Journal Article

A multi-dimensional evidence-based candidate gene prioritization approach for complex diseases–schizophrenia as a case

Jingchun Sun, Peilin Jia, Ayman H. Fanous, Bradley T. Webb, Edwin J.C.G. van den Oord, Xiangning Chen, Jozsef Bukszar, Kenneth S. Kendler and Zhongming Zhao

in Bioinformatics

Volume 25, issue 19, pages 2595-6602
Published in print October 2009 | ISSN: 1367-4803
Published online July 2009 | e-ISSN: 1460-2059 | DOI: http://dx.doi.org/10.1093/bioinformatics/btp428
A multi-dimensional evidence-based candidate gene prioritization approach for complex diseases–schizophrenia as a case

More Like This

Show all results sharing this subject:

  • Bioinformatics and Computational Biology

GO

Show Summary Details

Preview

Motivation: During the past decade, we have seen an exponential growth of vast amounts of genetic data generated for complex disease studies. Currently, across a variety of complex biological problems, there is a strong trend towards the integration of data from multiple sources. So far, candidate gene prioritization approaches have been designed for specific purposes, by utilizing only some of the available sources of genetic studies, or by using a simple weight scheme. Specifically to psychiatric disorders, there has been no prioritization approach that fully utilizes all major sources of experimental data.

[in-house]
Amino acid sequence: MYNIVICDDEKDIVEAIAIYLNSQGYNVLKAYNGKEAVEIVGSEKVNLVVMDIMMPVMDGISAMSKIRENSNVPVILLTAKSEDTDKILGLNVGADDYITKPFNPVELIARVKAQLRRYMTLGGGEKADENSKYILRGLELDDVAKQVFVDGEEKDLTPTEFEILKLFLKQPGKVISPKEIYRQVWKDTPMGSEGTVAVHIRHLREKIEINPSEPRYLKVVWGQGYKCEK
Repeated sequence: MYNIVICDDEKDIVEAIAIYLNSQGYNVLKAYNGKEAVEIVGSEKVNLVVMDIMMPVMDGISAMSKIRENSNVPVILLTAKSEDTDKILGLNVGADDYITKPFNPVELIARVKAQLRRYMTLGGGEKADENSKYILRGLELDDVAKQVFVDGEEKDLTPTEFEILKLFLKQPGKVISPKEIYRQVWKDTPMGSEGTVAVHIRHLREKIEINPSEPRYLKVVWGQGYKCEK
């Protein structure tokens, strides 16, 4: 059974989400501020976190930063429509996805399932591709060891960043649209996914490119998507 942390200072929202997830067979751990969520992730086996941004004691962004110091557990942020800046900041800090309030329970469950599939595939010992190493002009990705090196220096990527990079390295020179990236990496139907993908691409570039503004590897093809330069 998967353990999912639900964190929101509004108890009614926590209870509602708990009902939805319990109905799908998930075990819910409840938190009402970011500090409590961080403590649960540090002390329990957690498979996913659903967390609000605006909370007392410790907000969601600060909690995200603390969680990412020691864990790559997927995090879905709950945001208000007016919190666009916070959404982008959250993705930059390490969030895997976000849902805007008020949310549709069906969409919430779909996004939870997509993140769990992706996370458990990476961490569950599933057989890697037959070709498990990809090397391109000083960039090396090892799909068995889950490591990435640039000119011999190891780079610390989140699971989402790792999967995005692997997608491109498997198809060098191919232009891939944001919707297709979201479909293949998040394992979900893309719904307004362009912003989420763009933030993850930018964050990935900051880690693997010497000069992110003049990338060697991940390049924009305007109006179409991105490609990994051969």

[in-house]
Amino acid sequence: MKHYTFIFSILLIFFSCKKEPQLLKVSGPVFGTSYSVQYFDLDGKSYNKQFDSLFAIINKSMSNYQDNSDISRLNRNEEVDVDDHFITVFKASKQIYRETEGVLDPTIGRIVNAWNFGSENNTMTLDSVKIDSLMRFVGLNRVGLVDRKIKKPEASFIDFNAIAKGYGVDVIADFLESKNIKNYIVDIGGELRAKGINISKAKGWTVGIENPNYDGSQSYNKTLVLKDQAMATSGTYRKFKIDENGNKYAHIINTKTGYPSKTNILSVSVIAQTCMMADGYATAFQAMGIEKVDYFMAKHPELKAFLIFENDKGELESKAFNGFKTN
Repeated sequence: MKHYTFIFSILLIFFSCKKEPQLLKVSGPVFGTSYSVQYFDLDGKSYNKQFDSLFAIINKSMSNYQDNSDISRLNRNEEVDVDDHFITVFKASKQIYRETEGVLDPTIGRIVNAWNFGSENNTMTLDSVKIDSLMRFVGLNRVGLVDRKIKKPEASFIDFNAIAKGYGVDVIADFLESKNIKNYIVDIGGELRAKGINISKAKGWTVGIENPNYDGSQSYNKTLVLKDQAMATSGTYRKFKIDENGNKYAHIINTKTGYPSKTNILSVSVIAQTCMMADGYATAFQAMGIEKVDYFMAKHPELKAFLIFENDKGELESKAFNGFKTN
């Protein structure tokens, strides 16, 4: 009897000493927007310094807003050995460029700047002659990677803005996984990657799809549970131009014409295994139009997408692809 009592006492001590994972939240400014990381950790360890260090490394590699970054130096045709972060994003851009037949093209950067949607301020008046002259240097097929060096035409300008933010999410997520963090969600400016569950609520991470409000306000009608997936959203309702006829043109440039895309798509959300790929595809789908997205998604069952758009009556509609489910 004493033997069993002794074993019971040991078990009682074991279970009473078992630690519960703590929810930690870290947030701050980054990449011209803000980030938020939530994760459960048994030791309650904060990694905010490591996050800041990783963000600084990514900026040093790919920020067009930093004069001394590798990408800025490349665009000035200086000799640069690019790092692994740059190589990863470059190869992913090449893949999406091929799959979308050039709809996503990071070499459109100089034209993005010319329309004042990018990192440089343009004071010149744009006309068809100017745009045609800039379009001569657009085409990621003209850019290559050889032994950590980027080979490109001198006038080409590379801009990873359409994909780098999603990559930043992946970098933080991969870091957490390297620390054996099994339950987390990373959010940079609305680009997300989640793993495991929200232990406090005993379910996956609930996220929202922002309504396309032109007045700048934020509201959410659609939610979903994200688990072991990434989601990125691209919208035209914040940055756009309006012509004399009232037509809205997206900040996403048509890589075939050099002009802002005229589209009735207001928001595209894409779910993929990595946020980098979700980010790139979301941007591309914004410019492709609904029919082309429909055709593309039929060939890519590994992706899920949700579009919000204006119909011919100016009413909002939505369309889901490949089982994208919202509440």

Results: Here we present a multi-dimensional evidence-based candidate gene prioritization approach for complex diseases and demonstrate it in schizophrenia. In this approach, we first collect and curate genetic studies for schizophrenia from four major categories: association studies, linkage analyses, gene expression and literature search. Genes in these data sets are initially scored by category-specific scoring methods. Then, an optimal weight matrix is searched by a two-step procedure (core genes and unbiased P-values in independent genome-wide association studies). Finally, genes are prioritized by their combined scores using the optimal weight matrix. Our evaluation suggests this approach generates prioritized candidate genes that are promising for further analysis or replication. The approach can be applied to other complex diseases.

Availability: The collected data, prioritized candidate genes, and gene prioritization tools are freely available at http://bioinfo.mc.vanderbilt.edu/SZGR/.

Contact: zhongming.zhao@vanderbilt.edu

Supplementary information:Supplementary data are available at Bioinformatics online.

Journal Article.  6440 words.  Illustrated.

Subjects: Bioinformatics and Computational Biology

Full text: subscription required

How to subscribe Recommend to my Librarian

Users without a subscription are not able to see the full content. Please, subscribe or login to access all content.